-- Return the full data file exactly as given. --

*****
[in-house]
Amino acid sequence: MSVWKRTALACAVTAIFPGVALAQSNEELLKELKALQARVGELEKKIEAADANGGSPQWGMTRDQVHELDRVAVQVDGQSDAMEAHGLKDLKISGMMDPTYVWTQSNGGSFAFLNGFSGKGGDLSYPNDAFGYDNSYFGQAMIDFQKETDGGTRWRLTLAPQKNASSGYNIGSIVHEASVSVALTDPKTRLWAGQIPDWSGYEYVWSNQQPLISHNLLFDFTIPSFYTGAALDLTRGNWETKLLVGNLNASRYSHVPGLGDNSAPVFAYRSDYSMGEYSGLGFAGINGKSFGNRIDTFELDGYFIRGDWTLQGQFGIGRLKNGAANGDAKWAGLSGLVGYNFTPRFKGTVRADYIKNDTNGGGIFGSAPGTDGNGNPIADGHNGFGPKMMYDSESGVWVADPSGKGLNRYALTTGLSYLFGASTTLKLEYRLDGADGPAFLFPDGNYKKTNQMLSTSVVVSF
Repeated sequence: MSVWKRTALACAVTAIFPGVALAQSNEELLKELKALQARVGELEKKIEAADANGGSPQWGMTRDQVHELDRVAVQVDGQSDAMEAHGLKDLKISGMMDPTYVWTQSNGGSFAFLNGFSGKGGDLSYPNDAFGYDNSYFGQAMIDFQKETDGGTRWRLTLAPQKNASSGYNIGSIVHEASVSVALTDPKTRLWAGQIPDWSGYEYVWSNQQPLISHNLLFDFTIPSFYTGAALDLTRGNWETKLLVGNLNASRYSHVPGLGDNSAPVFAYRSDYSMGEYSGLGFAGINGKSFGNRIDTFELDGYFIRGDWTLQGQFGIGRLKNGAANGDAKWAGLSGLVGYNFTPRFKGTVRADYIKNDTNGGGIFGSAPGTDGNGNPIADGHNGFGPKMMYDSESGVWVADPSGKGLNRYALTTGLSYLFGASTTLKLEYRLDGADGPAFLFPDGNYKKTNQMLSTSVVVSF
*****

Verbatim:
[in-house]
Amino acid sequence: MSVWKRTALACAVTAIFPGVALAQSNEELLKELKALQARVGELEKKIEAADANGGSPQWGMTRDQVHELDRVAVQVDGQSDAMEAHGLKDLKISGMMDPTYVWTQSNGGSFAFLNGFSGKGGDLSYPNDAFGYDNSYFGQAMIDFQKETDGGTRWRLTLAPQKNASSGYNIGSIVHEASVSVALTDPKTRLWAGQIPDWSGYEYVWSNQQPLISHNLLFDFTIPSFYTGAALDLTRGNWETKLLVGNLNASRYSHVPGLGDNSAPVFAYRSDYSMGEYSGLGFAGINGKSFGNRIDTFELDGYFIRGDWTLQGQFGIGRLKNGAANGDAKWAGLSGLVGYNFTPRFKGTVRADYIKNDTNGGGIFGSAPGTDGNGNPIADGHNGFGPKMMYDSESGVWVADPSGKGLNRYALTTGLSYLFGASTTLKLEYRLDGADGPAFLFPDGNYKKTNQMLSTSVVVSF
Repeated sequence: MSVWKRTALACAVTAIFPGVALAQSNEELLKELKALQARVGELEKKIEAADANGGSPQWGMTRDQVHELDRVAVQVDGQSDAMEAHGLKDLKISGMMDPTYVWTQSNGGSFAFLNGFSGKGGDLSYPNDAFGYDNSYFGQAMIDFQKETDGGTRWRLTLAPQKNASSGYNIGSIVHEASVSVALTDPKTRLWAGQIPDWSGYEYVWSNQQPLISHNLLFDFTIPSFYTGAALDLTRGNWETKLLVGNLNASRYSHVPGLGDNSAPVFAYRSDYSMGEYSGLGFAGINGKSFGNRIDTFELDGYFIRGDWTLQGQFGIGRLKNGAANGDAKWAGLSGLVGYNFTPRFKGTVRADYIKNDTNGGGIFGSAPGTDGNGNPIADGHNGFGPKMMYDSESGVWVADPSGKGLNRYALTTGLSYLFGASTTLKLEYRLDGADGPAFLFPDGNYKKTNQMLSTSVVVSF